Ever since I can remember, my family has been financially a disaster. We were evicted twice when I was in elementary school. My dad left when I was 10. I know we were on welfare for a while, but my mom didn't talk about it. We got calls all the time from people wanting money. Now I'm in college on a scholarship, and I'm also working. No loan. My final goal is to graduate and get a career-based job and be a success. To start that out I should have a credit card, right? My aunt, who I am very close to, is very smart and said she would
co-sign for me. I don't want to hurt her or get into debt myself. Do you think I should do it? I guess you can say I'm scared I will screw up like my parents. –Robin
Thankfully, poor financial skills are not hereditary. Even better, because of your background, you may possess a greater motivation to get things right from the start than someone who hasn't experienced the same hardships.
Establishing a good credit history now will help you launch your post-college life. And responsible credit card use is part of building good credit.
Why do you need good credit? You may need to rent an apartment someday, and most landlords will look at your
credit reports to see if you've been responsible with money, as will some employers. You may even want to become an entrepreneur, and need a loan to get your idea off the ground. Lenders will certainly assess your past borrowing and repayment patterns to determine if you're a good or bad risk.
So how do you start? If you are under the age of 21, it can be challenging to get a credit card in just your name. To qualify, you'd need to show that your income can support the credit line, and even then, it can be tough without a proven and positive credit history.
A co-signer can help bridge that gap. That person guarantees that if you don't pay, they will.
Your aunt made you an extremely generous offer, and it's worth entertaining. You'd have a credit card, and if you were the primary account holder, the bills would come to you to manage. The account information would be listed on both your and her credit reports. Keep the balance under 30 percent of your credit limit and consistently pay the bills on time.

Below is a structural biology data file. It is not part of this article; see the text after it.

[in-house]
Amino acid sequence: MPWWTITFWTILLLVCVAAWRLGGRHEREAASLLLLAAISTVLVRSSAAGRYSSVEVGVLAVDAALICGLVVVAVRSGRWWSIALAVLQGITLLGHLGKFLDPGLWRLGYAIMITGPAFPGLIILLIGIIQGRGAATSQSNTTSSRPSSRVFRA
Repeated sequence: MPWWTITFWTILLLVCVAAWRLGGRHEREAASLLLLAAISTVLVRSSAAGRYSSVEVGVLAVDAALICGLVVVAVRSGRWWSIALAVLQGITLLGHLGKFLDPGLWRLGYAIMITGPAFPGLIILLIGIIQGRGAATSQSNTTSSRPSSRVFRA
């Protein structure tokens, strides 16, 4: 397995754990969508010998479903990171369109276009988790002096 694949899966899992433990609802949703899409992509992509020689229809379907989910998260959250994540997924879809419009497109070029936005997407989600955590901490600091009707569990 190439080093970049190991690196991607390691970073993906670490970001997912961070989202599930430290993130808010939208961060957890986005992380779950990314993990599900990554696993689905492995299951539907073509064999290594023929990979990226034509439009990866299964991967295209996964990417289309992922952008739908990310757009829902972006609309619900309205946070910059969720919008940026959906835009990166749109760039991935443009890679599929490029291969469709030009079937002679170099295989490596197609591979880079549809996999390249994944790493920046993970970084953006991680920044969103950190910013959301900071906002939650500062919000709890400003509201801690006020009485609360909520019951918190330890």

Falter, though, and both your reports and scores would be negatively impacted. Worse, if you don't pay at all, your aunt would be stuck with the bill. That could lead to legal troubles. Not just your credit, but your valued relationship could be hurt.
A safer alternative: Your aunt adds you to one of her existing card accounts as an
authorized user. You'd bear no legal liability, but would have charging rights, and the account activity would be included on both reports. She could also remove you as a user any time. I suggest that you propose this option instead.
Whichever way your aunt helps you get a card, create excellent habits immediately. Only charge what you will pay in full by that all-important due date. Make this your mantra: “If I can't afford to pay with cash, I can't afford to pay with a credit card.” Repeat that phrase each time you consider using your card. As you're working on building your credit, build a savings account, too. It will act as a safety net in case you're hit with an unexpected expense.
After a year of excellent charging (and you've reached the age requirement for getting your own plastic), apply for a personal account. Review current offers
here. You may still have to start with one that's secured by a cash deposit, but that's OK. Eventually, you'll qualify for an unsecured credit card.
When you have an account that is all yours, talk to your aunt about exiting from her financial life. If you're an authorized user, she can just call the issuer to revoke privileges, but if she co-signed, it can be trickier. They may agree to grant you sole ownership and take her off the account, but more likely, that account will have to be closed.
Finally, know that the past does not dictate the future. You — like everyone — can choose to treat money and credit advantageously.
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